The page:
Microsoft Pushes Windows Insiders Forward … to 20H1?

Posted on April 5, 2019 by Paul Thurrott in Windows 10 with 19 Comments

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Microsoft today revealed that Windows Insiders in the Fast ring will soon be testing a new version of Windows 10. The issue? It’s not the next version of Windows 10, called 19H2. It’s the one after that. Called 20H1.

Windows Insider says whaaaat?

“With the Windows 10 May 2019 Update being shared to the Release Preview ring soon, we’re planning to move Windows Insiders in the Fast ring forward to 20H1,” a Microsoft post to Insiders reads. “We will also be merging the small group of Insiders who opted-in to Skip Ahead back into the Fast ring. We are looking to make this change in the coming weeks.”

What this means is unclear.

For one thing, the end of the Magic Window, that time period during which Insiders can safely un-enroll PCs from the program and resume normal updating along with the rest of humanity, is coming soon. So if you want to do that, now is the time.

But pushing Fast ring testers forward two versions of Windows is a first. Microsoft previously did this, and only once, with those in Skip Ahead.

So let’s speculate.

We know that 19H2 is still happening. So Microsoft must have some plan for testing it. Mary Jo believes this change means that 19H2 will be a minor update, and I think she’s right. I’ll further guess that 19H2 will only be tested in the Slow ring, which is interesting on a few levels. Most notably that Microsoft forgets that the Slow ring even exits for months at a time. I guess that will have to change.

When you combine this news with this week’s cataclysmic retreat on Windows as a Service, it seems that Microsoft is serious, finally, about making Windows 10 servicing less intrusive for all of its customers, individuals and businesses alike. I had always believed such a thing was inevitable, but watching it happen this suddenly and quickly is almost breathtaking. It’s like watching the Berlin Wall come down.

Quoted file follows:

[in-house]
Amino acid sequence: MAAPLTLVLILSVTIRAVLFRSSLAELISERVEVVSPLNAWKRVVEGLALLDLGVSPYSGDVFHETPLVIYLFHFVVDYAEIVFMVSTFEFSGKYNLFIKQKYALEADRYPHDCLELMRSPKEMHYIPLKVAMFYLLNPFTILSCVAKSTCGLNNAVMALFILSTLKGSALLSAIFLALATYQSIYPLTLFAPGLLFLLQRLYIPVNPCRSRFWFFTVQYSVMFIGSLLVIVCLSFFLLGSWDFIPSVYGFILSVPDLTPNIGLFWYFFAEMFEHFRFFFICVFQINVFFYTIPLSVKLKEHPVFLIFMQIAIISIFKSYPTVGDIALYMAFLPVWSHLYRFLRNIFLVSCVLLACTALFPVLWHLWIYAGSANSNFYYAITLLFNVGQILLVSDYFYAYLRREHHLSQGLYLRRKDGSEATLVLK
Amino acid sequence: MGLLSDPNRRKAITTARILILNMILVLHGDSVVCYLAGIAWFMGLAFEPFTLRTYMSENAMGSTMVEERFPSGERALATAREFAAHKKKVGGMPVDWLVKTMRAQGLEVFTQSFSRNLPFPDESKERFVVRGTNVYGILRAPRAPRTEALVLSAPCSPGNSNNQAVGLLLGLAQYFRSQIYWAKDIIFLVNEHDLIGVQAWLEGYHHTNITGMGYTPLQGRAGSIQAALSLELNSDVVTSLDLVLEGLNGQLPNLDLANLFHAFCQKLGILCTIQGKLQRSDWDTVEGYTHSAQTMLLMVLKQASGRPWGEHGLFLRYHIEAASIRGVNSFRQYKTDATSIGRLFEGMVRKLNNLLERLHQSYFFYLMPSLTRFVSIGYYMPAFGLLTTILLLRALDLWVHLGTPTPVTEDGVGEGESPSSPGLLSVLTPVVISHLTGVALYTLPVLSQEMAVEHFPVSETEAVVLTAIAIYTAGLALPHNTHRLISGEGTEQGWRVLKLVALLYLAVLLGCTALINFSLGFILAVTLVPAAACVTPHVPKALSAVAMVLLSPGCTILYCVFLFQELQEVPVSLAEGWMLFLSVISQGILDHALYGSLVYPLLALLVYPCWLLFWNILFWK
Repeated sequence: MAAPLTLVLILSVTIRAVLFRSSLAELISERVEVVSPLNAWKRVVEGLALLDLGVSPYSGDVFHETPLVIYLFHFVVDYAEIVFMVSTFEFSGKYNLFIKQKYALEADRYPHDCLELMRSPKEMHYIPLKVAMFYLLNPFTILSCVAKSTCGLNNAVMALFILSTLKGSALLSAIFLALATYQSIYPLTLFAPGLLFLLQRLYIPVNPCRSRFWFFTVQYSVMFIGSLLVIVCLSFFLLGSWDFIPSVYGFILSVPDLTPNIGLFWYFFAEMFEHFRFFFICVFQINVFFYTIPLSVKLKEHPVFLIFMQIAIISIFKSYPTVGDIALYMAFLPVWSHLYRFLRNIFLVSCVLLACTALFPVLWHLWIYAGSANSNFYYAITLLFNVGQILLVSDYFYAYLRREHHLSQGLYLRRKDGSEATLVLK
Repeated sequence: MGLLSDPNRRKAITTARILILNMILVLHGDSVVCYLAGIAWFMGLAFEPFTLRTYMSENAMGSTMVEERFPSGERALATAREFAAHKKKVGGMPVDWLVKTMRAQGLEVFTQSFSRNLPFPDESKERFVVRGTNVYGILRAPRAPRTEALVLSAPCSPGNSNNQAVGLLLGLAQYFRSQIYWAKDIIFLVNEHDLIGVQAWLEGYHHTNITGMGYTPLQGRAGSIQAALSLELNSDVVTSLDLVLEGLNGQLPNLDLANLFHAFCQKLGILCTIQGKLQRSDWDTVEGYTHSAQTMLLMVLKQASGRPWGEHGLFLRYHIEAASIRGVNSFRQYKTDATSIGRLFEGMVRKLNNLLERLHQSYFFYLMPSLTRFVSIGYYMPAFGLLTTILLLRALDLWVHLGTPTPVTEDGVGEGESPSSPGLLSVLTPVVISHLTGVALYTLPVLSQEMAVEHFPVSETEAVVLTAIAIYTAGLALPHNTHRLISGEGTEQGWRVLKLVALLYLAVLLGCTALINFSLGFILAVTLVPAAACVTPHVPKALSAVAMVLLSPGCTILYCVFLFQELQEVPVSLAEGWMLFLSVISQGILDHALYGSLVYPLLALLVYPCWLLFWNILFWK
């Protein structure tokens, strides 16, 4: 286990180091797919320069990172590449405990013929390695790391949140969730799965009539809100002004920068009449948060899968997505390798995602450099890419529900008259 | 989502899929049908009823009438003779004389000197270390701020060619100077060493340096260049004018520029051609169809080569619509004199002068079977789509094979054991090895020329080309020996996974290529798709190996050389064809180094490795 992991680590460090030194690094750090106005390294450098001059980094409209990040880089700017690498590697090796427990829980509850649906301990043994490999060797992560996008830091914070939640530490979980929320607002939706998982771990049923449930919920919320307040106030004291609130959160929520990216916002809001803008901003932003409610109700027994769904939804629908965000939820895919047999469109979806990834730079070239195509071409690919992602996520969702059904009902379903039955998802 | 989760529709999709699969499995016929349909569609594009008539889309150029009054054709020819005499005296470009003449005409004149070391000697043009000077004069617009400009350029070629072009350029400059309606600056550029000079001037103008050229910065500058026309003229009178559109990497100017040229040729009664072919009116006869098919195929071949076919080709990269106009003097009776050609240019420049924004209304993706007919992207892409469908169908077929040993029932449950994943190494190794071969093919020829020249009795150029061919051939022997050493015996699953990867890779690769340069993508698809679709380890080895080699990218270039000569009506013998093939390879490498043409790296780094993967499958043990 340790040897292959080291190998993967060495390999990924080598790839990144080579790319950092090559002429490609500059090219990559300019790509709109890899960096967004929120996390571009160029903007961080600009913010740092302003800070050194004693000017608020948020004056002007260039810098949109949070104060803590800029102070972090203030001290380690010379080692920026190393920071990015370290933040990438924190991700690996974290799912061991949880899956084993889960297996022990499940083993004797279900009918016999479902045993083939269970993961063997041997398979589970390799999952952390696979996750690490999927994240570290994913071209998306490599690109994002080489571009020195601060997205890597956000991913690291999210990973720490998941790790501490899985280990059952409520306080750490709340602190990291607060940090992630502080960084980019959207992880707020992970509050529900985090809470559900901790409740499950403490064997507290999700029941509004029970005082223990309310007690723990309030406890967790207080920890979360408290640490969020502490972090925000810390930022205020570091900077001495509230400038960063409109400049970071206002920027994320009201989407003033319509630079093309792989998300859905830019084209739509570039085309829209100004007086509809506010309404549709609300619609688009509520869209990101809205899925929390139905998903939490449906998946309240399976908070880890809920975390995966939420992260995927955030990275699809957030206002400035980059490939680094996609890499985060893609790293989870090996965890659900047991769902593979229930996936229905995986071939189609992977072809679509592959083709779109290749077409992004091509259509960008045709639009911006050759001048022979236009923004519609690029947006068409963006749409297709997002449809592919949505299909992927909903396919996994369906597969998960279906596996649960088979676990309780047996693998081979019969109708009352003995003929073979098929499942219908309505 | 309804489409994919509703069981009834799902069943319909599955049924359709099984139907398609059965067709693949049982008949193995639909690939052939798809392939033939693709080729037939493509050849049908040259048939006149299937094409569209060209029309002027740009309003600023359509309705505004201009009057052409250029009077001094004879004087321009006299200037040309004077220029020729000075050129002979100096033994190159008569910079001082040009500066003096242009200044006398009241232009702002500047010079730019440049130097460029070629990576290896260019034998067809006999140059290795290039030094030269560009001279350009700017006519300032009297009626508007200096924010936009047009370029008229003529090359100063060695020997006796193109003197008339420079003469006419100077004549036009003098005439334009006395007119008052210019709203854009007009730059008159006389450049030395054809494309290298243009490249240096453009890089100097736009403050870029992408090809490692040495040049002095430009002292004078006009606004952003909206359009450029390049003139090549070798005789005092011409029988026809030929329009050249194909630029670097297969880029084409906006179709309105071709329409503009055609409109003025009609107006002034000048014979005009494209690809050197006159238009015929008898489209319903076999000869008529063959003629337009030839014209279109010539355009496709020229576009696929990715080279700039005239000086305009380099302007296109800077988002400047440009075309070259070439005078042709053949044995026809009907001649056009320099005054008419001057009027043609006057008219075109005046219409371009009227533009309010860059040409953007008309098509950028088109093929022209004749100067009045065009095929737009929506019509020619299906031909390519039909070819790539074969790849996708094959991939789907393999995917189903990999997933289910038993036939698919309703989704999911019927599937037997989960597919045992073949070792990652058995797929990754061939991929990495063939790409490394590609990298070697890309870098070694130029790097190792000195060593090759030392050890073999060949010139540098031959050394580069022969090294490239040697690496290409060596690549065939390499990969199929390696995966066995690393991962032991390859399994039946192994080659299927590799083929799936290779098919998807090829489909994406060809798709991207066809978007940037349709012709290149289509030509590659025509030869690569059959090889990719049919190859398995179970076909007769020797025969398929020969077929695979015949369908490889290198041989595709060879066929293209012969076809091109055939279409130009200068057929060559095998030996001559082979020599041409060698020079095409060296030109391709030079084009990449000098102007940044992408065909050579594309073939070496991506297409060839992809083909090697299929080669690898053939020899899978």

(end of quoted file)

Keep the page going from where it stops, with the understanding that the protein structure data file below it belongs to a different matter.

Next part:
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Comments (19)

19 responses to “Microsoft Pushes Windows Insiders Forward … to 20H1?”

  1. anthonye1778

    What this seems to mean is that one tier is being taken away and the remaining two are being "moved up".


    1) Skip Ahead is going away for good.

    2) Fast will now be what Skip Ahead was, and with start with 20H1

    3) Slow will now be what Fast was, and will get updates to the current branch.



  2. PeterC

    So I'd wager these windows release periods cover the period of time Microsoft will publicly re-align Windows 10 towards its Enterprise offering and MS release Windows LITE or whatever it ends up being called. WIN 10 Enterprise will be an annual update release cycle with user controls as to what you update and when etc, while LITE OS (?) remains the constantly updated product maybe as part of a consumer services/security/hardware subscription model.


    To be clear 20H1 is in my opinion the first quarter of this more Enterprise focussed offering, ie 1st half 2020. Lite OS gets launched later this year? and Surface hardware revamps will launch with both Win 10 Enterprise and LiteOS products in mind.


    Well thats what I saw in my tea leaves this morning.

  3. bluvg

    "this week’s cataclysmic retreat"


    That seems a bit of an exaggeration. They've been tweaking the rollout model since Windows 10 came out. And it's still a different model than Windows pre-10.

  4. Dan1986ist

    Since fast ring will be testing 20H1 and you can't go back from 20H1 to 19H2, slow ring logically has to be the ring where 19H2 will be tested. Therefore, it makes since to have Insiders in Fast ring testing 20H1, those in slow ring testing 19H2, and those in release preview testing 1903 cumulative updates.

  5. JerryH

    I honestly think Microsoft may announce soon that they are only going to do one release a year. We got a survey from them at work not too long ago and the amount of survey bias forcing us towards picking 1 release a year was very high. There was a question about how many builds per year you would like to see and it had options for just "one" and "two or MORE". There wasn't a "two is just fine as is" and you really wanted to avoid that "more" so I am sure most people picked "one" even if they were OK with the current two. I know we agonized over it because we are doing OK with the two. It looked like they were really driving towards forcing businesses to pick the "one" and then say, "see, businesses told us - just one".